‘Letters From Sing Sing' Explores Long Road to Justice For Man Who Spent 23 Years in Prison For a Murder He Insists He Didn't Commit

He has been granted clemency, and President Joe Biden apologized personally "on behalf of all society." A new podcast explores the more than two-decade fight to set JJ Velazquez free.

Dan Slepian was skeptical from the start.

In December of 2002, the longtime NBC News investigative producer received a letter from Jon-Adrian "JJ" Velazquez, a man serving a 25-years-to-life prison sentence for a crime he swears he did not commit. In the letter, Velazquez asks Slepian, whose reporting on the criminal justice system has helped exonerate several innocent people, to look into his case.

Slepian set out to prove Velazquez's guilt, but everything he found pointed toward his innocence.

In a new podcast from NBC News Studios — "Letters from Sing Sing" — Slepian takes listeners on his personal journey exploring the 1998 murder of retired NYPD officer Albert Ward.

Ward was killed at his illegal gambling business in Harlem during an apparent attempted robbery.

Slepian documents Velazquez’s quest for freedom with real-time recordings and exposes systemic breakdowns in the criminal justice system along the way.

And the case is still unfolding. In 2021, after more than 23 years behind bars at Sing Sing Correctional Facility in Ossining, New York, Velazquez was granted clemency by then-New York Governor Andrew Cuomo. Despite President Joe Biden apologizing to Velazquez "on behalf of all society" at a presidential forum last October, Velazquez has yet to be exonerated.

Slepian spoke with NBC about his relationship with Velazquez and some key moments in his investigation.

Slepian’s responses have been edited for length and clarity.

Could you describe the moment you first met JJ Velazquez's mother and children at Sing Sing?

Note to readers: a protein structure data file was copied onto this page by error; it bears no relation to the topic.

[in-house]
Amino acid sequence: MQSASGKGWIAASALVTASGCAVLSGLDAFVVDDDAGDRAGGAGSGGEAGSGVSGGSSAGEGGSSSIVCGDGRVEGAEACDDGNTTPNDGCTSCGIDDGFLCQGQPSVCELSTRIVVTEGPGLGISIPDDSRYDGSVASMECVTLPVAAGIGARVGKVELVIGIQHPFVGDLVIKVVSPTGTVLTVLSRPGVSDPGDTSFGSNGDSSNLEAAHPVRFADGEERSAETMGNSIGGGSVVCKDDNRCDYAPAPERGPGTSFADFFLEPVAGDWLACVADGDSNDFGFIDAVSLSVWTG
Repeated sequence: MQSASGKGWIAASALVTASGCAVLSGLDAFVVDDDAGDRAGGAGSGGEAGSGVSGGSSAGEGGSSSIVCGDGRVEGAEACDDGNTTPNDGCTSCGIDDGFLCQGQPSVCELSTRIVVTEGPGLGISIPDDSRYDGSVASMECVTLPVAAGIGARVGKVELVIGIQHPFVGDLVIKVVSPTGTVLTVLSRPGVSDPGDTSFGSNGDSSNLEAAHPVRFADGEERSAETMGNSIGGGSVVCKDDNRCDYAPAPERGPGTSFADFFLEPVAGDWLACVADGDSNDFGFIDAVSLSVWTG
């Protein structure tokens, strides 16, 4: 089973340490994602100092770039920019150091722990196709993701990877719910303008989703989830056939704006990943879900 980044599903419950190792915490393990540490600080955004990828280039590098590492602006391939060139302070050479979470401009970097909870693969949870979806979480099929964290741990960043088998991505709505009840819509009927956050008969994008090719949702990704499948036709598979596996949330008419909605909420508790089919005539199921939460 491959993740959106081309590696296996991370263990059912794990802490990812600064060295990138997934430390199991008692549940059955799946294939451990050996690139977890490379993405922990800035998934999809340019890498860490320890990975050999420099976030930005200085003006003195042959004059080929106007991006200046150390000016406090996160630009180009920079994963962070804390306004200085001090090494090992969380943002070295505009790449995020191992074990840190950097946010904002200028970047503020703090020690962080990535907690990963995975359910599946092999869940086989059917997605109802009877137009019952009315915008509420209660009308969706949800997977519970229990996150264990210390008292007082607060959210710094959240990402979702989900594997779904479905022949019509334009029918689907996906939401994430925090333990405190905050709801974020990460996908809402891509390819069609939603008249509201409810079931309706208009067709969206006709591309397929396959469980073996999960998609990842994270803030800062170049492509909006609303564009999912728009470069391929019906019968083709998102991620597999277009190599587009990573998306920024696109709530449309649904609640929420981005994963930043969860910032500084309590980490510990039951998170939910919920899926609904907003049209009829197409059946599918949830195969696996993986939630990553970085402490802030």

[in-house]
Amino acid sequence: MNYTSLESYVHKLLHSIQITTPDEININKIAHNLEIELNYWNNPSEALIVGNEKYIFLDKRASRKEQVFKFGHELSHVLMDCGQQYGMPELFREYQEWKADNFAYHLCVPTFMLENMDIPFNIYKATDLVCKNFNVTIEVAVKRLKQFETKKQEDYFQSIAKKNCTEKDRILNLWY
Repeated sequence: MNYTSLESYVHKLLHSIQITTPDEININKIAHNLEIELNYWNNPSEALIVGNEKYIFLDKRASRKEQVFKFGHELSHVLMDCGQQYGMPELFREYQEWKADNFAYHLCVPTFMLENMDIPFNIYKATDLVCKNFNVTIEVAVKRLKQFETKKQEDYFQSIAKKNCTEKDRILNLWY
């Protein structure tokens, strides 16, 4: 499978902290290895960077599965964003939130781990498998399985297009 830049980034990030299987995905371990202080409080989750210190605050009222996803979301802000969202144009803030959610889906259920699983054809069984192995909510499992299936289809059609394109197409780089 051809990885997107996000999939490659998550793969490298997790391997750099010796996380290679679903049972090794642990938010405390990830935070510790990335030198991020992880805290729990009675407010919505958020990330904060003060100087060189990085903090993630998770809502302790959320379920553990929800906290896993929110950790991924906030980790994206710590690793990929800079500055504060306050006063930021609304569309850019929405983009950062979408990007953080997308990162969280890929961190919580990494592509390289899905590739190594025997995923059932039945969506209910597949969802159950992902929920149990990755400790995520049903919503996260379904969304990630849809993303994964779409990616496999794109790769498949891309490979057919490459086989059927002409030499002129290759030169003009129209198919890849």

It was Thanksgiving Day of 2002. I was working on another story of a man who was wrongfully convicted of a murder that happened on Thanksgiving Day in 1990, so I was filming that guy's mother outside the prison. 

JJ's mom and this guy's mom knew each other because the guy in prison and JJ knew each other. JJ told his mom to wait for me. When I walked into the lobby, this woman was standing there holding the hands of these two little boys. I'll never forget it. The older one was to her waist on her right side. The younger one was on her left, just below her waist — he was four or five years old. He had these huge eyes looking up at me, and there was this sadness on his face. 

His mom said, 'My son is innocent. Can you help us?' I had no idea what her son's name was, but I will never forget looking into that little boy's eyes, thinking, 'Even if his dad is guilty, this little boy should not be in a prison on Thanksgiving morning.' And that touched me in a sense. I was thinking about becoming a father myself around that time.

You first heard from Velazquez himself through a letter. Why was that letter significant, and what made it different from other communication you’ve received from people behind bars claiming they're innocent and asking for help?

The letter itself, in the beginning, was just another letter from somebody incarcerated who was claiming that they were innocent. But what was different about this letter was how it was written. Usually, I get letters from people in prison that are a little bit all over the place, maybe through no fault of their own.

This letter was written like a lawyer had written it. It was meticulous. It was thorough. It was direct. It was specific. He wrote, ‘My trial transcript is 2,044 pages, and I think you only have 1,689 pages of it.’ That letter sparked a 20-year journey that I could have never imagined, both personally with him and my deep dive into the abyss of what it means to be wrongfully convicted in America when you’re trying to get out.

Jon-Adrian Velazquez and Dan Slepian.

How did your relationship with Velazquez develop over time? In the first episode, you stress the importance of honesty. Did you and Velazquez have a good foundation of trust?

Honesty is the key to our relationship. I was incredibly skeptical of JJ’s innocence for a long time because I had just been working on another innocence case, and I thought it was one in a million. When I met JJ, police and prosecutors were saying five eyewitnesses had picked him out — that’s a big hill to overcome. It was a strictly and purely professional relationship between a journalist and a subject claiming he was innocent.